Editor’s note: Jay Jamison is a Partner at BlueRun Ventures where he focuses on early stage mobile and consumer opportunities. You can read more of his analysis on startups and Silicon Valley at his blog jayjamison.com and you can follow him on Twitter at @jay_jamison.
The highest flying of internet high-flyers, Facebook and Zynga, were laid low last week in public markets on weaker than expected guidance on their paths forward. What a difference public market scrutiny and forward-looking forecasts can make. Given the size, scope and importance of these two companies to the broader technology ecosystem, it’s worth analyzing what these reports might mean for industry trends.
According to Wall Street analysts, Zynga had a “dreadful” Q2 report. Several negatives converged to deliver an egg, reported the New York Times:
“A critical new game, the Ville, was delayed. Another new game, Mafia Wars II, just was not very good, executives conceded. The heavily hyped Draw Something, acquired in March, proved more fad than enduring classic. Some old standbys also lost some appeal.”
Zynga’s problems, however, could be characterized as broader than just a weak quarter. Financial analyst, Richard Greenfield of BTIG painted Zynga’s issues as more far-reaching, saying, “Right now, everything is going wrong for Zynga. In a rapidly changing Internet landscape that is moving to mobile, it’s very hard to have confidence these issues are temporary.”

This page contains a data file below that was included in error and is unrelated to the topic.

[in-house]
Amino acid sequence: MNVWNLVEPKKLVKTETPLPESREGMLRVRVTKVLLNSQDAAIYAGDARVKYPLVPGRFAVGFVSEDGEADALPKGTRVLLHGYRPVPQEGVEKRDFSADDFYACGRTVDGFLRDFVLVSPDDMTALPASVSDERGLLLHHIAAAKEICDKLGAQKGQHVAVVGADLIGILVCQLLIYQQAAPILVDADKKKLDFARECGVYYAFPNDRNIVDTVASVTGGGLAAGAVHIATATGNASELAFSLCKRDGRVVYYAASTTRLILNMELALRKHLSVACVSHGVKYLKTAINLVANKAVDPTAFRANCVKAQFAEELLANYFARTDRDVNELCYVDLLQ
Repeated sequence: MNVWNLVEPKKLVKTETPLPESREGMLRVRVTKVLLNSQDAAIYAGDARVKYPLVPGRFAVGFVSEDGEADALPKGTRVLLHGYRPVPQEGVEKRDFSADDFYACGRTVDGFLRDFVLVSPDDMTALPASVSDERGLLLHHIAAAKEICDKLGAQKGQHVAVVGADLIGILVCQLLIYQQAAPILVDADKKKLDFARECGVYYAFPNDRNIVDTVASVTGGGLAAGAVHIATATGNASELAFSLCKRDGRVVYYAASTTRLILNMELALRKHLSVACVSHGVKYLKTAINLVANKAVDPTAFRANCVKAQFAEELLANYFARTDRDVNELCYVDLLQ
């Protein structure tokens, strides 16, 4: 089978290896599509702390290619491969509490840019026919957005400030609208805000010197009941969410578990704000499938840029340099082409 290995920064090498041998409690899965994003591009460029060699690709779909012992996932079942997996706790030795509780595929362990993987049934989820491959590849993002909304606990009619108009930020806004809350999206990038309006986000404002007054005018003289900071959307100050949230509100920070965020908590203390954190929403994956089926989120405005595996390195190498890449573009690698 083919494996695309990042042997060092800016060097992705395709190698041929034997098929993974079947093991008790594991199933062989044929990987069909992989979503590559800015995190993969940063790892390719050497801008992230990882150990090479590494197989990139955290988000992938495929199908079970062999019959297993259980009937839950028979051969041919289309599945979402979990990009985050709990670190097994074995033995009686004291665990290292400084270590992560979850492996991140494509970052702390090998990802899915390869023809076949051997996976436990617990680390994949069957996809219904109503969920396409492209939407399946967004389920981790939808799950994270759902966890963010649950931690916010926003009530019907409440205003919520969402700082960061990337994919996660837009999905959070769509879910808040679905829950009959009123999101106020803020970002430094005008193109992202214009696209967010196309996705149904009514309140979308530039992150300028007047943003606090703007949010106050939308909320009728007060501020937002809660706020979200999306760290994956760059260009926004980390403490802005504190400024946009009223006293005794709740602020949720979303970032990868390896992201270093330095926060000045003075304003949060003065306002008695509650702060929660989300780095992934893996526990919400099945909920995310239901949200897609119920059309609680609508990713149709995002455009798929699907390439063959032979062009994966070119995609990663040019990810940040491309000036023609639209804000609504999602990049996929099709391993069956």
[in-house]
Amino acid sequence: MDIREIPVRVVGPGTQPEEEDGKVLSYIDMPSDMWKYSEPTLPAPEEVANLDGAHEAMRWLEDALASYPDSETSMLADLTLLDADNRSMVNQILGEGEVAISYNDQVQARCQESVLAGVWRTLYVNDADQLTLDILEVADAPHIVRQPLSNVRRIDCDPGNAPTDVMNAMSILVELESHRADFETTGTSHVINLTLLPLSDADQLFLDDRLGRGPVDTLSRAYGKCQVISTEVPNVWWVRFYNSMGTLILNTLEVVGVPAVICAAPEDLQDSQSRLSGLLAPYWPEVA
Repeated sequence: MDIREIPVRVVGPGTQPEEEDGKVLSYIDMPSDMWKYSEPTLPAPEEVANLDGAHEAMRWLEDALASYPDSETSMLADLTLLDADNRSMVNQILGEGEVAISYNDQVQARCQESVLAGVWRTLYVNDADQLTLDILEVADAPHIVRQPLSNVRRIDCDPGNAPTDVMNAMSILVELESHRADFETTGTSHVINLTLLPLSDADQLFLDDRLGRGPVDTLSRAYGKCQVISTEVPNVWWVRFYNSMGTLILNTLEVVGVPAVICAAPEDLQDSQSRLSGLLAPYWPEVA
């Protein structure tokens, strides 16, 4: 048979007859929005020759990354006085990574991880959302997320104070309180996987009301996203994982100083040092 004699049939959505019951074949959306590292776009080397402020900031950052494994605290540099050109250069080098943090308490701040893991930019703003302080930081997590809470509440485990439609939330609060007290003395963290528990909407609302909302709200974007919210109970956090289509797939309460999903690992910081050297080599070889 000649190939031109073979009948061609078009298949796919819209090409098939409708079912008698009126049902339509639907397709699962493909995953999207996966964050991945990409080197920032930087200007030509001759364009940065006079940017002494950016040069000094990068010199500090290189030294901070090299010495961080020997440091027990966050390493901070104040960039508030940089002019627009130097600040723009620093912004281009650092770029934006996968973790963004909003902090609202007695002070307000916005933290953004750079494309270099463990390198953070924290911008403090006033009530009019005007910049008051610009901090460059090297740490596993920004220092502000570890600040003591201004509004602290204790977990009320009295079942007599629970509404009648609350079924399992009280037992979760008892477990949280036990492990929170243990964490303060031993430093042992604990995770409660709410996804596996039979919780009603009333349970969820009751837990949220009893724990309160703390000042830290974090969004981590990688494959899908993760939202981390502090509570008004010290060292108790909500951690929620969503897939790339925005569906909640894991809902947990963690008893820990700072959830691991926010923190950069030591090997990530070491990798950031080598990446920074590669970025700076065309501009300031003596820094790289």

Things weren’t much better for Facebook, which was reporting its earnings to the public for the first time. Given the symbiotic partnership between Zynga and Facebook, anyone paying attention knew Zynga’s weak results spelled trouble for Facebook. And as expected, Wall Street found Facebook’s earnings disappointing.
In coverage, three key themes of concern arose out of Facebook’s report. First, user growth is slowing. This is undeniably true: the growth of two key user metrics, Daily Active Users (DAU) and Monthly Active Users (MAU), is slowing. It’s unclear whether this is a useful concern. If the entire Western world is using Facebook, then Facebook probably is not going to showcase much growth in DAU or MAU until it cracks China. The land has been grabbed.
A second growth concern is revenue. Can Facebook convert all its social engagement into monetization? Facebook clearly has more to prove, but it’s a strong start. With a topline of $1.2B for Q2, Facebook beat analyst estimates on revenue. Its 32% Q2 revenue growth was equal to its year-over-year growth in DAUs. This revenue growth map to its DAU growth is where concern centers. On the one hand, having revenue growth equal to DAU growth shows that on a per-user basis, Facebook is monetizing effectively. At the same time, if DAU growth continues to slow, as it inevitably will, the question will be how Facebook can continue to grow it’s topline faster than DAU growth. The answer is not yet clear. Expect much hand-wringing here around the answer to this question.
Semantics Empowered Web 3.0: Managing Enterprise, Social, Sensor, and Cloud-based Data and Services for Advanced Applications (Synthesis Lectures on Data Management)
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